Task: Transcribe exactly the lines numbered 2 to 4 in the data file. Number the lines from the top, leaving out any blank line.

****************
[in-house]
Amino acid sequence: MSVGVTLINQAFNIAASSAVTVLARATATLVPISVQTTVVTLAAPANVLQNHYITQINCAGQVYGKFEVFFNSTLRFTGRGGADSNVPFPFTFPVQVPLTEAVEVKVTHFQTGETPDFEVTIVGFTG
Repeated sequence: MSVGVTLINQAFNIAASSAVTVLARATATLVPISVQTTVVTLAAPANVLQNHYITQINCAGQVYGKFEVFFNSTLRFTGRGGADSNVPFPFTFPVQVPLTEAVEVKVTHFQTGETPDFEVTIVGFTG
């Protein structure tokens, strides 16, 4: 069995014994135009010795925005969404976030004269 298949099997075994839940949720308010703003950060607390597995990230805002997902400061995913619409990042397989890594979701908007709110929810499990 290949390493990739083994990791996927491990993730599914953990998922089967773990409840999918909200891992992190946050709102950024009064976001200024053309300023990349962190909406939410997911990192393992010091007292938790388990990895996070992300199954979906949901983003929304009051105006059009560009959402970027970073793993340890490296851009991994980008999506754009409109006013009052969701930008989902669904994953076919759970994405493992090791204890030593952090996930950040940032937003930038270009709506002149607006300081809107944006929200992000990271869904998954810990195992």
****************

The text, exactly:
Amino acid sequence: MSVGVTLINQAFNIAASSAVTVLARATATLVPISVQTTVVTLAAPANVLQNHYITQINCAGQVYGKFEVFFNSTLRFTGRGGADSNVPFPFTFPVQVPLTEAVEVKVTHFQTGETPDFEVTIVGFTG
Repeated sequence: MSVGVTLINQAFNIAASSAVTVLARATATLVPISVQTTVVTLAAPANVLQNHYITQINCAGQVYGKFEVFFNSTLRFTGRGGADSNVPFPFTFPVQVPLTEAVEVKVTHFQTGETPDFEVTIVGFTG
């Protein structure tokens, strides 16, 4: 069995014994135009010795925005969404976030004269 298949099997075994839940949720308010703003950060607390597995990230805002997902400061995913619409990042397989890594979701908007709110929810499990 290949390493990739083994990791996927491990993730599914953990998922089967773990409840999918909200891992992190946050709102950024009064976001200024053309300023990349962190909406939410997911990192393992010091007292938790388990990895996070992300199954979906949901983003929304009051105006059009560009959402970027970073793993340890490296851009991994980008999506754009409109006013009052969701930008989902669904994953076919759970994405493992090791204890030593952090996930950040940032937003930038270009709506002149607006300081809107944006929200992000990271869904998954810990195992």